Clinically informative measures of the effect of drugs or other interventions.: Measures of the effect of drugs

Abstract : UNLABELLED: WHAT IS ALREADY KNOWN ABOUT THIS SUBJECT: Several comparative measures (ratios, differences, or the number needed to treat) are used to express the effect of a drug or another intervention. These measures can vary in the way they are affected by the background risk measured from the reference group. WHAT THIS STUDY ADDS: This paper reviews the formulation, interpretation and limitations of measures of effect. We describe a little-known parameter, the attained effect or clinical result ratio, a positive reformulation of the relative risk difference, and suggest how available parameters can be best used to summarize results of studies of the effect of drugs. AIMS Measures to compare two drugs are often affected by the background risk in the reference group; a ceiling effect results when the background risk is small. We review measures of the effect of drugs, including a special formulation of the relative risk difference, the attained effect or clinical result ratio, that addresses background risk and ceiling effect. METHODS: Existing measures are the risk and odds ratios, the absolute and relative risk differences, and the number needed to treat. The attained effect is defined as the observed gain in success (the difference of proportion of success between the two interventions), divided by the maximum attainable gain, the maximum proportion of success one can expect. We illustrate the relationship between these measures with published results of two meta-analyses. RESULTS: In studies of the effectiveness of cell salvage, the baseline risk ranged between 8 and 95%. This variability affected the risk difference and number needed to treat, while the attained effect, with a ceiling residual risk of 2%, showed that the gain in success was half the maximum attainable gain. In studies of the effectiveness of therapy in patients infected by the human immunodeficiency virus, where the baseline risk was less variable, and there was no ceiling effect, the maximum attained effect indicated that the gain could be much smaller. CONCLUSION: The attained effect, interpreted as the proportion of effectiveness that remains to gain for future interventions, can usefully complete the number needed to treat as a clinically informative effect measure.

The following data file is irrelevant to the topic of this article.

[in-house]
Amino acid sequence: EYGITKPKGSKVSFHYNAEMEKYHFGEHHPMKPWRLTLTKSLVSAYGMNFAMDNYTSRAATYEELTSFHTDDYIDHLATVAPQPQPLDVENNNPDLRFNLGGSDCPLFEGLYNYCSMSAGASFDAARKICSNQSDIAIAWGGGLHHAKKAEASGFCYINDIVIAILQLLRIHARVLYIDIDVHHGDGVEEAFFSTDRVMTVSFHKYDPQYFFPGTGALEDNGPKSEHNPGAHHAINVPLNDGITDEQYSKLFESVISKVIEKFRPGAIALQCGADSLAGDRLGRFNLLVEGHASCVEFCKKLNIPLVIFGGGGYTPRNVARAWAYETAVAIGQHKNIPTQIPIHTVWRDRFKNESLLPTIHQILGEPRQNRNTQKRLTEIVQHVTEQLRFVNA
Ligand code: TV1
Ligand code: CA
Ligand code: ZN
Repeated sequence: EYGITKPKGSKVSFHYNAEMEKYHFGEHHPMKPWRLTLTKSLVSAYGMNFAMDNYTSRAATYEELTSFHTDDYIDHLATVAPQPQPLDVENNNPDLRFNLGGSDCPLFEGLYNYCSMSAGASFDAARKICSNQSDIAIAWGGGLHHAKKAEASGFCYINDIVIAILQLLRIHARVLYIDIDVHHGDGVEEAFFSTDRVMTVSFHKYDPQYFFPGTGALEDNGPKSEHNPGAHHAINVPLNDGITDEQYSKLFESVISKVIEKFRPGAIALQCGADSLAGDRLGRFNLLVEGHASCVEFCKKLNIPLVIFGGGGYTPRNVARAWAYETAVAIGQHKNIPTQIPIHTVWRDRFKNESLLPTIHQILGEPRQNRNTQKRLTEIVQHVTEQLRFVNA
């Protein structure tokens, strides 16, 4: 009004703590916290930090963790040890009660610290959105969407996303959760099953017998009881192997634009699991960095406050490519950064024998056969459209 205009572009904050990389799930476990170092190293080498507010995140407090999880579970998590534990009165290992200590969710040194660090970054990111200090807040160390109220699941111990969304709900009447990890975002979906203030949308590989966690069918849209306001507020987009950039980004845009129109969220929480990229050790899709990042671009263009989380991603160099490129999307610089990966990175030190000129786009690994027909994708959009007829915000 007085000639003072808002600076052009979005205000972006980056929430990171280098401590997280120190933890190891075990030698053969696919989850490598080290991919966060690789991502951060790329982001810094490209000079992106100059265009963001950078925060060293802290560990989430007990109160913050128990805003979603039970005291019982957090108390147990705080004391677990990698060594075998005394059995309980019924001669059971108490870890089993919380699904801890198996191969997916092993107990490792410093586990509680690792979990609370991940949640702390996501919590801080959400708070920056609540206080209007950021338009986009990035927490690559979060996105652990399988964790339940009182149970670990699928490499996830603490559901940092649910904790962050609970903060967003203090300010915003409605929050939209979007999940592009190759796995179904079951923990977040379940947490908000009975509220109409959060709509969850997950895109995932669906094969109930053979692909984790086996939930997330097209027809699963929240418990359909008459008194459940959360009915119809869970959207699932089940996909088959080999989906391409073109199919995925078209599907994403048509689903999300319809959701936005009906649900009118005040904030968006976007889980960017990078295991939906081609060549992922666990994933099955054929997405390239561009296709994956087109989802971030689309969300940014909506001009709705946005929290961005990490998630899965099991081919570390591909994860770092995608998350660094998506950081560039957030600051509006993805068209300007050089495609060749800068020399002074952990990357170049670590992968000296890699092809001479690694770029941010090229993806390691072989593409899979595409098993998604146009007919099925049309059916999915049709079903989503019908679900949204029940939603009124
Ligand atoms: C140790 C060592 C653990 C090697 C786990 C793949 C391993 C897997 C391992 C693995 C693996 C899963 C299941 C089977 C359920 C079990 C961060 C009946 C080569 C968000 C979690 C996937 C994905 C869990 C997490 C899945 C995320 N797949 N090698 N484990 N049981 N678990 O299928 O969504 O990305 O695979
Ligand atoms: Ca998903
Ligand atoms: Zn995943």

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Article dans une revue
British Journal of Clinical Pharmacology, Wiley, 2008, 65 (6), pp.935-41. 〈10.1111/j.1365-2125.2008.03146.x〉
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Soumis le : mercredi 4 juillet 2012 - 13:12:53
Dernière modification le : mercredi 29 novembre 2017 - 14:54:00
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Louis Rachid Salmi, Samy Suissa, Geneviève Chêne, Roger Salamon. Clinically informative measures of the effect of drugs or other interventions.: Measures of the effect of drugs. British Journal of Clinical Pharmacology, Wiley, 2008, 65 (6), pp.935-41. 〈10.1111/j.1365-2125.2008.03146.x〉. 〈inserm-00211161〉

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